“YOU GET WHAT YOU WANT”
TAG: MWC Reentry
I am a kid walking south on Second Avenue. It is 1944.
I watch oncoming pedestrians. Wondering about death. Not scared. I already know death is not the end.
I catch sight of a being who seems almost a giant. I look up at him. He comes closer.
The scene is still with me, like the vision of a near-death survivor. Clear. Unforgettable
“What happens when we die?” I ask silently.
“You get what you want,” a voice replies.
I was eight when this occurred. Now I’m eighty-five.
The answer I heard long ago is true. We get what we want. Here. And there. In the afterlife. For we are souls. This is my basic understanding of how things are.
Even those who insist they have not gotten what they wanted will, I believe, come to see that everything they intended in their lives, positive or negative, took place.
I was a child when WW2 took place.
I wandered the streets of Manhattan.
I barely got through school.
Then came the Fifties.
The cold war stand off.
Growth of the military-industrial monolith.
At nineteen, I was an intern at the New Republic. I saw Joe McCarthy censured on the Senate Floor. By peers. On both sides of the aisle.
In college, liberated from math and science expectations, I prospered.
Life took off then crashed in the 1960s.
Marriage in Boston.
Civil rights in Nashville and then all over.
Minor fame in Chicago. Creating a magazine that appealed to liberal Protestants. It took off.
But not for long.
Then came Malcolm.
In August, 1968, wasted by these deaths, I preached in Lincoln Park. Love would win, I said. These words hung in the night air. Toward the lake, Daley’s police in a long horizontal line. They gassed us all out of the Park.
It was prelude to their subsequent riot downtown. The words Yippie and ‘Pataphysical come to mind as I think back.
Everything seemed over. “Hey Jude” seemed a consolation. I opened to whatever might be coming
My minor fame diminished swiftly. The end came after my failed effort, in 1969, to persuade Protestant denominations to embrace reparations.
Bereft, I told my wife I’d move anywhere she chose. She selected my childhood summer haunt, the Berkshires at the western tip of Massachusetts.
We started over.
The 1970s arrived. I had a bit part in “Alice’s Restaurant”. Wrote editorials for The Berkshire Eagle. Acquired a chocolate lab we called Persephone.
I had no desire to be lost in a drug haze or otherwise accede to the dominant vision of what the 1960s had been. I clung to memories of working with John Lewis, Diane Nash and others in Nashville. And of the redemptive phrase “beloved community.”
I could, and would, write forever.
But I was no longer in the church world.
Worlds define us until we realize they don’t.
I needed a second career. I decided on music.
A lifetime interest in folk-music morphed into a laid-back profession. I sold old stringed instruments. Produced three recordings of my Biblical songs. And sang every week at the Red Lion Inn.
We performed a folk oratorio called “New Rain” all over New England.
As the 1970s drew to a close, I invited everyone I knew to a dinner Alice Brock of Alice’s Restaurant fame helped create. It was held at the Mount in Lenox, Massachusetts, near where I lived.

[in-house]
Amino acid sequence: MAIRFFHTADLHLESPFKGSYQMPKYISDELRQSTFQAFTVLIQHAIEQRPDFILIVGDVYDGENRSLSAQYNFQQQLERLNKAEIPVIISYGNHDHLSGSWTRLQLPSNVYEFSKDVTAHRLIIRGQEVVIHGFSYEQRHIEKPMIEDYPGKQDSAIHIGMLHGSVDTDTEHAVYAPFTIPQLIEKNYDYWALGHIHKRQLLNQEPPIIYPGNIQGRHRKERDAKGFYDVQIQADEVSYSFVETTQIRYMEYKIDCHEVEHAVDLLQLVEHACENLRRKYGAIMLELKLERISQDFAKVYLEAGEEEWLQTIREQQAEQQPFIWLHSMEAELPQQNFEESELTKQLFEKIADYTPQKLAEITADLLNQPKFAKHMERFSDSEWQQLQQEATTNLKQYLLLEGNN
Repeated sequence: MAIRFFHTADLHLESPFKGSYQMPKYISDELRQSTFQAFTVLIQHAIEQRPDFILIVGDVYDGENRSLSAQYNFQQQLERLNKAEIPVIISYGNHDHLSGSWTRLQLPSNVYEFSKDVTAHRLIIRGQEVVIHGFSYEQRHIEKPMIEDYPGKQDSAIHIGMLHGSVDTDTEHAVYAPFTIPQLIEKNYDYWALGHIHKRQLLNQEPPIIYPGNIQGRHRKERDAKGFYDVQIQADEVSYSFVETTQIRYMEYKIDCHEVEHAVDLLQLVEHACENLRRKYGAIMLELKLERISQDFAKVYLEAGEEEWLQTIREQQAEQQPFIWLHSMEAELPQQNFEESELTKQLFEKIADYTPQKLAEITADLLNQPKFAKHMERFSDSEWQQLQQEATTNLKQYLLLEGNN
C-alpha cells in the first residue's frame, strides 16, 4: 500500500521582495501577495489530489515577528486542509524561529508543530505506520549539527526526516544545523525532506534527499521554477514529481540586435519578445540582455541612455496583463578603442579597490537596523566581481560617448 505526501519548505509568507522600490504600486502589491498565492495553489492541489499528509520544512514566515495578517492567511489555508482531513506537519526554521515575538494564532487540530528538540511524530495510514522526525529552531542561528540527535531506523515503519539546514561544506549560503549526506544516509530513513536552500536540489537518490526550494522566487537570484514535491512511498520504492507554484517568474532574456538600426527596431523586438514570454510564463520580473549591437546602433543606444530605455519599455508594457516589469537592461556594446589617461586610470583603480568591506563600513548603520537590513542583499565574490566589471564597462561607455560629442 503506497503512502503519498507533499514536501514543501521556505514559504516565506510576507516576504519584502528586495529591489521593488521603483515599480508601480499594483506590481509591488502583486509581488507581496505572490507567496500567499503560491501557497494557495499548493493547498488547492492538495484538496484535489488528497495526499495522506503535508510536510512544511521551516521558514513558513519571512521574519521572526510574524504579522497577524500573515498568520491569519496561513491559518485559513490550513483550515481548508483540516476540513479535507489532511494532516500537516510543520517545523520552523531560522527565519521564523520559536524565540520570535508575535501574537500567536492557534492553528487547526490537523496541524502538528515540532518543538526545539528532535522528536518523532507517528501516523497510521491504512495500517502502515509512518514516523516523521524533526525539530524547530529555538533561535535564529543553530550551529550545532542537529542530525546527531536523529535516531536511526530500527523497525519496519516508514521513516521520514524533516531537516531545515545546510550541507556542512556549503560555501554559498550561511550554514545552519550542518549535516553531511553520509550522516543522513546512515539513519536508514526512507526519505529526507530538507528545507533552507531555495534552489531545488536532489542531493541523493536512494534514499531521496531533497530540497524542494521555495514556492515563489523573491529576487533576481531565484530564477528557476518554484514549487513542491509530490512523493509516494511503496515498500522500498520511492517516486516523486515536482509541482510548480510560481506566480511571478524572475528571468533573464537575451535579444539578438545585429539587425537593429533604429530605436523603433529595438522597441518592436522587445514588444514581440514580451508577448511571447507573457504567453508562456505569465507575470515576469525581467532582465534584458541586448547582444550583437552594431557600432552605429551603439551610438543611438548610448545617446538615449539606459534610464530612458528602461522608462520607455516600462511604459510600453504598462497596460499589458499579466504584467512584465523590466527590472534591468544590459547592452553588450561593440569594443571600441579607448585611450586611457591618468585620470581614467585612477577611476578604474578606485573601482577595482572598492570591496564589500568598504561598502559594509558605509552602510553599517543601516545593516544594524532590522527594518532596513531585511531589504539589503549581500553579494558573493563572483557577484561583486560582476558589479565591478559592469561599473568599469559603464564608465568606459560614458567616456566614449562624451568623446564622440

By then, my marriage was ending. Amicably. My wife had found her true direction. I was not sure of mine.
Meanwhile earth time rolled on. As the ‘80s emerged two things engaged me.
Secondary roads. Two lane roads. Across contiguous states and back. Slowly observing. It was mystical. Illuminating. I was hooked on the country.
Gambling engaged me too.. But I did not want to be an addict. Instead, I was a recreational participant-observer. In Nevada mainly. Made wonderful friends. Learned many life lessons.
The time from 1986 to now began with a second marriage. It became a guardian angel idyll.
I wrote more songs. Country music mainly. Some were recorded in Nashville. But I never moved back there.
Instead, I pivoted big time. I purchased my first computer in 1981. I fell in love with cyber and the new world it would create.
I have have been full time online since then. There was no Internet yet. I watched it grow. I’m still committed. Seven days a week.
Cyber is our universal tiger by the tail. Despite nay-saying.
By the early 1990s, we were back in my home town, Manhattan. We lived in DC, Nevada and Boston on the way.
In the Big Apple, we exist modestly. We pay exorbitant rent for minuscule space. We are happy. We’re at home.
After all these years, I dream I’m an ambassador of Heaven. Most days, I check out a wide range of videos and other online sources.
I talk to over 100,000 followers on Twitter.
I converse with spirit guides.
I park ongoing texts on Kindle.
Spirituality is front and center. Living in the Light a constant aim.
And central to my understanding is the simple concept I heard long ago.
“You get what you want.”
Intention rules. How we intend is how things happen.
Some intents are loving and positive. Others are fear-based and negative. Fear is the Soul’s worst enemy.
The great 19th century journalist, W. T. Stead, died on the Titanic. He later channeled a book called “The Blue Island.” Its tells of his first days on the other side. Its central message: practice good intents.
Positive yields positive. Negative yields negative.
Hellish intentions are experienced.
Penitential intentions are honored.
Divine intentions get thumbs up.
This works on Earth over time. In Heaven, it’s instantaneous.
At eighty-five, I think the wisest thing I ever heard was, “You get what you want.”
Seventy-eight years ago.